Trade, climate and preferences in the local diet determine which cereals are produced in a region. For example, barley can grow in colder climates and on soils poorer than wheat. Although it was used to prepare bread before this, it does not have enough gluten to ferment. Much of barley production is used as fodder and brewing; for this purpose it is germinated to prepare malt.
Until the middle of the 19th century, in northern Europe bread was made from rye flour, because its resistance to cold allows it to grow closer to the poles than any other cereal. It has little gluten and produces a dense dough bread. Oats, grown since the Bronze Age, is nutritious but does not contain gluten. It is processed as a cereal for breakfast, as well as serving as fodder. Oats grow best in cold and humid sites, while sorghum withstands extreme heat and arid conditions.
A small grain cereal that grows on poor soils is millet; once ground it is prepared as unleavened bread or boiled with milk and eaten as a hot cereal.
Wheat germ is the nutritious heart of wheat grain . When refined flour is processed, this “germ” is removed in the grinding; that is why white flour has so little nutritional value. While it is the smallest part of the grain, the germ is full of nutrients, including vitamin E, thiamine, folate, magnesium and zinc. In addition, it is one of the few parts of the plant that in nature contains the whole B vitamin complex .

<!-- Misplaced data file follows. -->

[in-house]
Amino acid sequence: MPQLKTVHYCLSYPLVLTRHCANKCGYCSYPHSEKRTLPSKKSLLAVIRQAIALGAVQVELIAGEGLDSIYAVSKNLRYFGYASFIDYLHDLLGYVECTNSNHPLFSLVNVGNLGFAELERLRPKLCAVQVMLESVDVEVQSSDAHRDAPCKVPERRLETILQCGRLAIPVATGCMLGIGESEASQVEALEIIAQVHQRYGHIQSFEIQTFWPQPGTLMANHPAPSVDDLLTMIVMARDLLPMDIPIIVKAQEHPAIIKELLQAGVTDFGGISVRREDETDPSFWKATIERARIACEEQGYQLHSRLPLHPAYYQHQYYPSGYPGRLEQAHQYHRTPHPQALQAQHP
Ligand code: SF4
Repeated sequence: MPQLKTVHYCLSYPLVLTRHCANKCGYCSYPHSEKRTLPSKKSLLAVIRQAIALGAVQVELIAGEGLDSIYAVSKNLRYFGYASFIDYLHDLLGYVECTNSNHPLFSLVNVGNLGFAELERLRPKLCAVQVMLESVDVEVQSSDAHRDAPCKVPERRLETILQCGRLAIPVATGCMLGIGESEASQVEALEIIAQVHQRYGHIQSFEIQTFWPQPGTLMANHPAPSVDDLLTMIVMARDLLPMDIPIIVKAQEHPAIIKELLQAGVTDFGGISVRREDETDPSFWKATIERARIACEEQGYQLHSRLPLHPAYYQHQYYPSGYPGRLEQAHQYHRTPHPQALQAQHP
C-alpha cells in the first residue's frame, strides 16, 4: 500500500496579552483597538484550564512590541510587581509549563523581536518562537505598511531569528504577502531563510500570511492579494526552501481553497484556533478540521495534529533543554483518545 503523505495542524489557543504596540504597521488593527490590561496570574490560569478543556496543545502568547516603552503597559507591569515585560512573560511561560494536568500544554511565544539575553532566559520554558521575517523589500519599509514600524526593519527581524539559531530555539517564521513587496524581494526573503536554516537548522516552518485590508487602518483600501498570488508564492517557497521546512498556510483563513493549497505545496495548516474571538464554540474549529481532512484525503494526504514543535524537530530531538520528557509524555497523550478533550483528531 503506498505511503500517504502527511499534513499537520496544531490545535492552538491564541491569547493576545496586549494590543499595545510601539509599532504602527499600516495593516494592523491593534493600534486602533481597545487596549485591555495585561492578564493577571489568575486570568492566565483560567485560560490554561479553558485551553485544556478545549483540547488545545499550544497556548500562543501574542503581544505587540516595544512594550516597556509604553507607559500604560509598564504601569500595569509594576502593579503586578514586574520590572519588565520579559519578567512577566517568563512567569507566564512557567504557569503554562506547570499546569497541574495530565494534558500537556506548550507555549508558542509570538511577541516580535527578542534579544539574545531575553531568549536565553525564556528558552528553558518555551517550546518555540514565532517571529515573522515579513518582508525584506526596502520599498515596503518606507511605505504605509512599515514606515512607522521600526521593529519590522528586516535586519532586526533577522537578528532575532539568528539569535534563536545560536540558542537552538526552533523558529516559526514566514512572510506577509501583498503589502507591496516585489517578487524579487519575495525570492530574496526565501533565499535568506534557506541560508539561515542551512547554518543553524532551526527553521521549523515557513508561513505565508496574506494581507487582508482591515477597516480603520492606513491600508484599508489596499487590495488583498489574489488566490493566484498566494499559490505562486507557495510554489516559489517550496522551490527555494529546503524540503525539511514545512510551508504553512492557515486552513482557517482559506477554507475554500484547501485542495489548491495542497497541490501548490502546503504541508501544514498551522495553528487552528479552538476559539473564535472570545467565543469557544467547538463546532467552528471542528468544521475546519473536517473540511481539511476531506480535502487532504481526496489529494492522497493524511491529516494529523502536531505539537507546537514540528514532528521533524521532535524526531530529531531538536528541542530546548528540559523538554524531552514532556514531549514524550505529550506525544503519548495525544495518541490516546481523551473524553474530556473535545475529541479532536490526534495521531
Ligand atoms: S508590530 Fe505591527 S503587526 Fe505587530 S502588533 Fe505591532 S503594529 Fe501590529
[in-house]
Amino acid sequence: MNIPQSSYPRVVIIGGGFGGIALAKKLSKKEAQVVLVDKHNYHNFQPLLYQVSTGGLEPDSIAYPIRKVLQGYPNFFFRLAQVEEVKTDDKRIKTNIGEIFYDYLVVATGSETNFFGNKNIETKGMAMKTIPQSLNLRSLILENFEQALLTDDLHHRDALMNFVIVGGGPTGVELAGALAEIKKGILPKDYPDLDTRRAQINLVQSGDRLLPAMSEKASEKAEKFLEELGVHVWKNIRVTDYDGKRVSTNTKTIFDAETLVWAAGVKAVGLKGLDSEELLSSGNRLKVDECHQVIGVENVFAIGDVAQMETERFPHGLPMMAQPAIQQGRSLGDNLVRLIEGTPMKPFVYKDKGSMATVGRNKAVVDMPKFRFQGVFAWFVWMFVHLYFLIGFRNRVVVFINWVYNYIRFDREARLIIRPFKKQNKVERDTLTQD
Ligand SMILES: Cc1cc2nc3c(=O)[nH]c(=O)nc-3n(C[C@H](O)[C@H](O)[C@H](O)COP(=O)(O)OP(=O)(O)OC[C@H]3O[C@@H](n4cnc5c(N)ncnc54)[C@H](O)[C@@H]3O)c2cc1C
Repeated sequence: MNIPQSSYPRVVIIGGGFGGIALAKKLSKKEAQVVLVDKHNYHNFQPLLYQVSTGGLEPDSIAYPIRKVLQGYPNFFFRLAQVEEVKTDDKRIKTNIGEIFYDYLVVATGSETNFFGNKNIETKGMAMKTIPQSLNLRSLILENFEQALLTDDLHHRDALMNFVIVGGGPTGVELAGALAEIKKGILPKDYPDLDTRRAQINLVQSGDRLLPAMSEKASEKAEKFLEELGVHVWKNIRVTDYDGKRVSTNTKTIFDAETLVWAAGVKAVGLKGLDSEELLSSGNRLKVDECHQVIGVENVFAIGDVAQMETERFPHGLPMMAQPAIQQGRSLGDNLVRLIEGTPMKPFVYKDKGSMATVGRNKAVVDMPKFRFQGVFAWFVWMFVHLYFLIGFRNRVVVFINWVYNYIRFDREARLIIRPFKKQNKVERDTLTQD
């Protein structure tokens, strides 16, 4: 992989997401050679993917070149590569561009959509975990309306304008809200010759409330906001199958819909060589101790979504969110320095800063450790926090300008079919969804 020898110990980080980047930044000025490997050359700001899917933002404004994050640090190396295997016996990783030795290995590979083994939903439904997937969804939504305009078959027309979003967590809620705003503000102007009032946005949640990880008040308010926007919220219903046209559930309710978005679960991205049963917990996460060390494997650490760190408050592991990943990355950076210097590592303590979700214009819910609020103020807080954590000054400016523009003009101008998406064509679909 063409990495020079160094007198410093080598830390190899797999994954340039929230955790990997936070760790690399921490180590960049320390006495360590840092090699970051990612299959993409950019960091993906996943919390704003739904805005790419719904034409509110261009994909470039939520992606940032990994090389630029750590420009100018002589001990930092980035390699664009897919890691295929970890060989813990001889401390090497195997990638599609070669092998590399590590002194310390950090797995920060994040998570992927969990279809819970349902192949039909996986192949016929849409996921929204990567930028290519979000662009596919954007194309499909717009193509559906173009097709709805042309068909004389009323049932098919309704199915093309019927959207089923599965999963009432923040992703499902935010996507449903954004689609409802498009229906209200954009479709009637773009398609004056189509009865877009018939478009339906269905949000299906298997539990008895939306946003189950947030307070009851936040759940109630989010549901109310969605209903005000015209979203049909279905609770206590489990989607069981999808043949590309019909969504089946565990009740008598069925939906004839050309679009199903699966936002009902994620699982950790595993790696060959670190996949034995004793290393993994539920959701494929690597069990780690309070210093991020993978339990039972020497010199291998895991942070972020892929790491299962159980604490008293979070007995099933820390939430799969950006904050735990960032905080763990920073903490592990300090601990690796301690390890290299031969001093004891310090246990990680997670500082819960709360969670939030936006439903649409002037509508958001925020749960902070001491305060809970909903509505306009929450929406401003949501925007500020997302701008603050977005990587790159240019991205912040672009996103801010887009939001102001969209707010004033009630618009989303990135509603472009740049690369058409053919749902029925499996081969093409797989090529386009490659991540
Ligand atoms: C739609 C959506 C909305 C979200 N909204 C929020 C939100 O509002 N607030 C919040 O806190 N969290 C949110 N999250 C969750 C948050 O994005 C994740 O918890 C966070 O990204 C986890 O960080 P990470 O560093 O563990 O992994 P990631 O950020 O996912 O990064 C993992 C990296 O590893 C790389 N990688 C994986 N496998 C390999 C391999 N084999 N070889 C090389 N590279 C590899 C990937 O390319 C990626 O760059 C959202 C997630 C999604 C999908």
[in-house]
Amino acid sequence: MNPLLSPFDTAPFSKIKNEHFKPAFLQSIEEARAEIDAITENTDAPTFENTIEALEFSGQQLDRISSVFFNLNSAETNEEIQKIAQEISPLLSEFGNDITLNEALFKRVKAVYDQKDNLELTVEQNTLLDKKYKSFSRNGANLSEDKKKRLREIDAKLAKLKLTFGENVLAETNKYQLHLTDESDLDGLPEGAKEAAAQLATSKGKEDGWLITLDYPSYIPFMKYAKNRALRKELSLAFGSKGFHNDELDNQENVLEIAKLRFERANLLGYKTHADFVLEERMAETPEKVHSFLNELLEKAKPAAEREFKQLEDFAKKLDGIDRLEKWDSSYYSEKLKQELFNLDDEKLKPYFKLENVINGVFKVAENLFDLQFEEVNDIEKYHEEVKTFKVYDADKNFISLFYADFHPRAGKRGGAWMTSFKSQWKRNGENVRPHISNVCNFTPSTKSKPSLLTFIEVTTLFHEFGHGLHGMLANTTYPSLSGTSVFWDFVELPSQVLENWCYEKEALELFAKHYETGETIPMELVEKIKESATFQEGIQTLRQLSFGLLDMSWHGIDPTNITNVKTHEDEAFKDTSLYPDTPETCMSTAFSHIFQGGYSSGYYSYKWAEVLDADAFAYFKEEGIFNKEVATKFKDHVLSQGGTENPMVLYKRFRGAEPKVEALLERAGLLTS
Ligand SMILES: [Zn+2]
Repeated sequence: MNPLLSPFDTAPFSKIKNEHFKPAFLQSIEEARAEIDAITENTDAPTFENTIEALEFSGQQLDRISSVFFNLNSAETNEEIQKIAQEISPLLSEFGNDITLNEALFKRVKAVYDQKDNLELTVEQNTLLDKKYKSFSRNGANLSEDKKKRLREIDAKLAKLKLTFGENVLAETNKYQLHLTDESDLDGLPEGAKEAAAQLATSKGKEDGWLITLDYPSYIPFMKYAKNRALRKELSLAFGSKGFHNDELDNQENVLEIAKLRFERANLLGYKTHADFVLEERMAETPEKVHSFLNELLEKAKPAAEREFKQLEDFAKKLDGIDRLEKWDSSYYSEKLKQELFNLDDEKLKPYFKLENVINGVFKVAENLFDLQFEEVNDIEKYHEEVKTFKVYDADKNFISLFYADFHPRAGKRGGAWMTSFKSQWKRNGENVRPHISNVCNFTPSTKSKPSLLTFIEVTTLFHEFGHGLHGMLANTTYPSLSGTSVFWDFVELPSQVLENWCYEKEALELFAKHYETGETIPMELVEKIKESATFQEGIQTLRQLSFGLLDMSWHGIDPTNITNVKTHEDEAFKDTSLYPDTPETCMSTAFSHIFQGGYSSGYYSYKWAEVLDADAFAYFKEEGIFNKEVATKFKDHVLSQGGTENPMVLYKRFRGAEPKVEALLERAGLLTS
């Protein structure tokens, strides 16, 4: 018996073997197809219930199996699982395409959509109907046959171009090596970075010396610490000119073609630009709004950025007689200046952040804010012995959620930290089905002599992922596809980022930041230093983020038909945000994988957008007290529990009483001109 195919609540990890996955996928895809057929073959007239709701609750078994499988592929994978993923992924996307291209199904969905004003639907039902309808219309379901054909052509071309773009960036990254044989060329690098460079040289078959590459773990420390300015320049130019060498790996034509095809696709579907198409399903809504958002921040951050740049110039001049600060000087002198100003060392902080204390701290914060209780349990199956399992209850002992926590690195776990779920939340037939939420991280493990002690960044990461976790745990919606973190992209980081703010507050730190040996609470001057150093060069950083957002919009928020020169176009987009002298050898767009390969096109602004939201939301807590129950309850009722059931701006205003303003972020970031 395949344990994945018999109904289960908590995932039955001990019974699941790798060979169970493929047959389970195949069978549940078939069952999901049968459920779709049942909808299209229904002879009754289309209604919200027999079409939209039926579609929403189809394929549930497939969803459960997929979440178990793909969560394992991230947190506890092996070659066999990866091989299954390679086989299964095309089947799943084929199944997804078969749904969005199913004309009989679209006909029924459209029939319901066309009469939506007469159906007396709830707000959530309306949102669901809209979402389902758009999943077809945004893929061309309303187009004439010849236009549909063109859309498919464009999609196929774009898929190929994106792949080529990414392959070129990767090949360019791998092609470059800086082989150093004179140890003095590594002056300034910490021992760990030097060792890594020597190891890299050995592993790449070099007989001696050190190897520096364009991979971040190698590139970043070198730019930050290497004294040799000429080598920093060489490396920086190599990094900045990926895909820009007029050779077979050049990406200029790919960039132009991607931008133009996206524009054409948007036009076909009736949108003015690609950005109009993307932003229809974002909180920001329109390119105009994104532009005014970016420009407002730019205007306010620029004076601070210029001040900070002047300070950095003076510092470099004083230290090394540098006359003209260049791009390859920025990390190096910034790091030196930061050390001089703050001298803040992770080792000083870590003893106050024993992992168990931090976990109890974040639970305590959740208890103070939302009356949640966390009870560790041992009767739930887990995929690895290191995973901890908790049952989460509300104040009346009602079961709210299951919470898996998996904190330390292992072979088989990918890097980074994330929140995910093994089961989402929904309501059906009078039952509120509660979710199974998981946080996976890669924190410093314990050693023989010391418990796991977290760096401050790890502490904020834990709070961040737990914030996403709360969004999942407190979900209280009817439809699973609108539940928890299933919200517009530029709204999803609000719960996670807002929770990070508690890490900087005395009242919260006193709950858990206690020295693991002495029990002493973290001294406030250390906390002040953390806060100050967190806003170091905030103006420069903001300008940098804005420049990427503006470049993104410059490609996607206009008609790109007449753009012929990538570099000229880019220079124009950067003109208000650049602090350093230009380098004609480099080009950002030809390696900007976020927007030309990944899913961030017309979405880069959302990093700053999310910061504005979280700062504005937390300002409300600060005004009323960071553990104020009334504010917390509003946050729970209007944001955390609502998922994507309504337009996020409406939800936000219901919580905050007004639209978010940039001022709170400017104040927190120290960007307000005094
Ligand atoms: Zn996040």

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Whenever you can, include a small amount of this delicious whole grain when cooking or making pastries. Its typical seed flavor enhances banana or zapallitos breads , rice pudding , coffee cakes, apple crunches, pizza dough breaddough , dough for salty cakes, and even homemade cookies.
It can be sprinkled over cereals or salads; mix it in the preparation of a meat loaf, hamburgers or vegetarian burgers; or use it as a substitute , in whole or in part, for breadcrumbs for breadcrumbs to bounce fish, chicken or vegetables.
You will find the wheat germ in the cereal gondola of the supermarket and in dietetics. Wheat germ is sold in its natural form, and also roasted. Once opened, keep the container tightly closed and refrigerated , to prevent it from getting rancid. Defatted wheat germ contains much less vitamin E and does not need refrigeration; it can be stored in the cupboard.
It is usually eaten at breakfast , and used for bakery, but can be added to many other meals ; it can also be used to thicken soups and sauces ; to give a softer texture to the fillings and sprinkle on fruit salads. Oats have beneficial effects on cholesterol, blood pressure, blood sugar and gastrointestinal health.
At equal weight, oats contain a higher concentration of protein, fats, manganese, thiamine, folacin and vitamin E than other unfortified grains. It also contains polyphenols and saponins, potent antioxidants with healing properties.
Publication Date: 28/05/2021